Spencer S. Hsu is an investigative reporter, two-time Pulitzer finalist and national Emmy award nominee.)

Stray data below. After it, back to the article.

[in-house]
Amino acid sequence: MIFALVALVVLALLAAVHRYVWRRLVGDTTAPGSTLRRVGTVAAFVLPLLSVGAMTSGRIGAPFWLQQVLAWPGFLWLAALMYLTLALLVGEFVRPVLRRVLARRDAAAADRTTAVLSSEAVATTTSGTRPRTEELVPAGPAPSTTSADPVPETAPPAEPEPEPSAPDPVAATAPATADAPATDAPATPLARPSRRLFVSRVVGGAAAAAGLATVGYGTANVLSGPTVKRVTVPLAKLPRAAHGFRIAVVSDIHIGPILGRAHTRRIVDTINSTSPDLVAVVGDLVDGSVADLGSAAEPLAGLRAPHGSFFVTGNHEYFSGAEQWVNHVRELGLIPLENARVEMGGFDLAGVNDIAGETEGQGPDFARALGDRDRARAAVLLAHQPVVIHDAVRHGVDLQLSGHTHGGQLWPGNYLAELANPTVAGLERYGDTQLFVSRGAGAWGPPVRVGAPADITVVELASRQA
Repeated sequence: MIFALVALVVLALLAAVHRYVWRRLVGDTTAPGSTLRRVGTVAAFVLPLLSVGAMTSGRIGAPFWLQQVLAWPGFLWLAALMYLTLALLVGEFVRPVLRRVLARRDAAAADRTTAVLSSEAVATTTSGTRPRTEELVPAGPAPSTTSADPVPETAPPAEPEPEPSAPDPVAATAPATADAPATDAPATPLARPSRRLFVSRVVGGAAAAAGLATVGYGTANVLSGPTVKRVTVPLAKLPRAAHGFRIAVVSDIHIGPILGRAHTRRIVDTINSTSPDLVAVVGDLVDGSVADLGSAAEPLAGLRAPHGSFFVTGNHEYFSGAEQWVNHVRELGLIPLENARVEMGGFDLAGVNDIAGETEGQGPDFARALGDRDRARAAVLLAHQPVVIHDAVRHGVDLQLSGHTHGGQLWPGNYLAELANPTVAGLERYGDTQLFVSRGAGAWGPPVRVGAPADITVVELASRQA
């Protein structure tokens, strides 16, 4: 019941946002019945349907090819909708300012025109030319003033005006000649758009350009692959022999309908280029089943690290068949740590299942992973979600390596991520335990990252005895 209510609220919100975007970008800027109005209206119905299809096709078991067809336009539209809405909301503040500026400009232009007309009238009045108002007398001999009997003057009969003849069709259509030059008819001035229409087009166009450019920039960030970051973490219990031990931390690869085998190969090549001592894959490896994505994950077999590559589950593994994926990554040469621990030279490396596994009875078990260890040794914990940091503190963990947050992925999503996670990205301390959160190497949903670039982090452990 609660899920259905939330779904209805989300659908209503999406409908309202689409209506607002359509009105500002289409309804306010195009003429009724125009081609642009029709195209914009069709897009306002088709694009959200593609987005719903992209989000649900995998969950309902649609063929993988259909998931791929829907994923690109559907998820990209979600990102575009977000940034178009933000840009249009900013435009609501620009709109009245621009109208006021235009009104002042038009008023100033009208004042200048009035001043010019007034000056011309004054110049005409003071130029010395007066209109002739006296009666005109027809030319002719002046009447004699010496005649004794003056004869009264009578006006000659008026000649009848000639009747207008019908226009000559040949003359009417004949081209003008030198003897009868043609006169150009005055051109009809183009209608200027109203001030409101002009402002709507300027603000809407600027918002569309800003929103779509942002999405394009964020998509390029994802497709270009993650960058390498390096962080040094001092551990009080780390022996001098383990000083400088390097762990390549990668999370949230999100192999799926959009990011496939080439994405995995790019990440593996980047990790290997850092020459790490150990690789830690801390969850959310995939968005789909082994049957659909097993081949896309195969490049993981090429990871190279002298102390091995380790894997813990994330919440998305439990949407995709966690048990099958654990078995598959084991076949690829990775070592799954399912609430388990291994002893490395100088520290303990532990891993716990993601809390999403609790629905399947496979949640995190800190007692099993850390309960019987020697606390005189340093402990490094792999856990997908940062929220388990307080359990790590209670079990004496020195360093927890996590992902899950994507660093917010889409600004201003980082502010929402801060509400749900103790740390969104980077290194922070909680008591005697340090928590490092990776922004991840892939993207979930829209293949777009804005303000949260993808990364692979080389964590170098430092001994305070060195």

GIST: "The FBI has notified crime labs across the country that it has discovered errors in data used by forensic scientists in thousands of cases to calculate the chances that DNA found at a crime scene matches a particular person, several people familiar with the issue said. The bureau has said it believes the errors, which extend to 1999, are unlikely to result in dramatic changes that would affect cases. It has submitted the research findings to support that conclusion for publication in the July issue of the Journal of Forensic Sciences, the officials said. But crime labs and attorneys said they want to know more about the problem before conceding it would not make much difference in any given case. “The public puts so much faith in DNA testing that it makes it especially important to make those the best estimates possible,” said Wright State University professor of statistics Daniel R. Krane, an expert whose work has been cited by defense attorneys. “There is no excuse for a systematic error to many thousands of calculations in such a context.” Krane, who identified errors 10 years ago in the DNA profiles the FBI analyzed to generate the population statistics data, called the consequences of the disclosure appalling, saying the data have been used in tens of thousands or hundreds of thousands of cases worldwide in the past 15 years. He said when he flagged the problems a decade ago, the FBI downplayed his findings.........The disclosure comes as some private researchers and lawyers in recent years questioned whether errors in the FBI’s national database of 13 million DNA profiles may have led judges and juries to give undue weight to DNA matches, long considered the “gold standard” in forensic science. They have called on the government to open the database for private research."
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